• Add several drops of lavender essential oil to unscented liquid laundry detergent or unscented fabric softener.  Simply add it to the full container and shake before each use. 
  • Use white vinegar with lavender essential oil added for scent, in place of or in addition to commercial fabric softener.
  • Put several drops of essential oil on a clean lint-free rag or washcloth and add to a dryer-load of clothes at the beginning of the cycle.
  • Replace dryer sheets with homemade dryer sachets.  Purchase empty tea bags from a craft store or online supplier, fill them with dried lavender and seal with a regular household iron.  You could also make them by sewing or otherwise securely fastening a muslin bag with the lavender inside.  Use these through several dryer cycles, according to your personal preference.  Even after retiring from the dryer, they will still retain enough fragrance to use for a linen drawer sachet. 
You can use other essential oils besides lavender in the same way – such as eucalyptus, lemon, peppermint, or orange – whichever fragrance you would appreciate in your clean clothes and linens. 

Wednesday, October 12, 2011

Ramblings on Roses

Some roses are very lush and others are orderly. Each one appeals to a different kind of person. - Victoria Pearson

Zephirine Drouhin climbing rose still blooming in October

A scented garden could never be complete without an abundance of roses.  But there are as many tastes in roses as there are people.  I don’t personally care much for long-stemmed unblemished roses from the florist’s shop.  Their visual perfection and lack of fragrance makes them seem artificial.  Instead, I love wild, rambling roses filling the outdoors with their scent.  If they’re suitable for cutting, very well, but what is on my must-have list is hardiness, easy care, lots of blooms over a long season, and of course, fragrance.  Many of the roses I’ve chosen to plant are landscape or shrub type roses.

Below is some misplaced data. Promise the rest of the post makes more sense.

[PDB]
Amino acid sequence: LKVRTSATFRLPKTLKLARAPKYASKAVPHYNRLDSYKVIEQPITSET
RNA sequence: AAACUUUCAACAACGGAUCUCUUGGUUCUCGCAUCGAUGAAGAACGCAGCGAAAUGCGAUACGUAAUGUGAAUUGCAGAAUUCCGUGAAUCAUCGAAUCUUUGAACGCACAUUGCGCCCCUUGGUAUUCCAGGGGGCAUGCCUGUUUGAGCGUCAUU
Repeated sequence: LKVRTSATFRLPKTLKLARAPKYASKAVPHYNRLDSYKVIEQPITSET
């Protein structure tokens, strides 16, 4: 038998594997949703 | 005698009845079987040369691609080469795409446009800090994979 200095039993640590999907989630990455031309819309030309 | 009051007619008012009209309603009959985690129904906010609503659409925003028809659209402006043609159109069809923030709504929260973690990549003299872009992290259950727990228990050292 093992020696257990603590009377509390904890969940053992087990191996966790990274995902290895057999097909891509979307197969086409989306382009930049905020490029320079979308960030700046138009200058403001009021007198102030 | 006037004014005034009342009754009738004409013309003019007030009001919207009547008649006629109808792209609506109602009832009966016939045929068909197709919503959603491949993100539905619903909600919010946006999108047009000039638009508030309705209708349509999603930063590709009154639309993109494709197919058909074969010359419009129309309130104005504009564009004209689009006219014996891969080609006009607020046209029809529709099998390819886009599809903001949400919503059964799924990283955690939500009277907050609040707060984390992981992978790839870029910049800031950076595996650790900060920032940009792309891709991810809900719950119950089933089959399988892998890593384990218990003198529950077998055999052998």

One of my particular favorites is Zephirine Drouhin, an old-fashioned scented pink rose from 1868.  Zephirine has almost no thorns and grows vigorously as a climber.   Unlike most roses, it will tolerate a good deal of shade and still bloom profusely. 
Some other roses I’ve grown and liked include:
  • Miniature or groundcover roses - Fairy Pink Cushion, Patio
  • Landscape or shrub roses - Pink Knock Out, Double Knock Out, Royal Bonica, Scarlet Meideland, Fairy
  • Climbing roses - Climbing Blaze, John Cabot, Ginger Syllabub

Sunday, October 9, 2011

Woodstove Words of Wisdom

To poke a wood fire is more solid enjoyment than almost anything else in the world.” -Charles Dudley Warner

Although we’ve been enjoying unseasonably warm daytime temperatures here, it’s still cool at night and woodstove season is not far off. I love having a fire in the woodstove in our family room downstairs, and the dogs want to lie in front of it non-stop all winter long.  If you fully or partially heat your house with wood, you are aware of two things already - wood fires are messy and they dry the air.  Here are my tips about woodstoves:
Ashes - in winter, ashes can be used to melt ice. Just be careful about dumping any live coals and about tracking the mess back into the house on your feet.  You can also add ashes to your compost pile, or mulch them directly around plants that like alkaline soil, such as clematis, delphiniums, lilacs, oregano and many more.
Glass viewing windows – glass stove windows can be a real pain to clean.  The best method I’ve tried so far is to put white vinegar in a spray bottle with several drops of essential oil (any scent will do, but citrus scents have extra cleaning power).  Make a paste with baking soda and vinegar and scrub the glass with this, using additional vinegar to rinse.  This works better than any store-bought product I’ve found.
Dry air – woodstoves dry out the air in your home very quickly.  To moisturize the air and prevent dry skin and breathing problems, keep a full teakettle of water on the stovetop at all times.  Never let it burn dry; you may be surprised at how quickly it evaporates.  To scent the air as well as moisturizing it, make a simple simmering potpourri. Add the following to the kettle – an orange peel, a couple of cinnamon sticks, and a spoonful of whole cloves. Exact measurements are not necessary – the amount of scent you want will be a matter of personal taste.  You can also experiment with adding essential oils or dried herbs to the water in your kettle.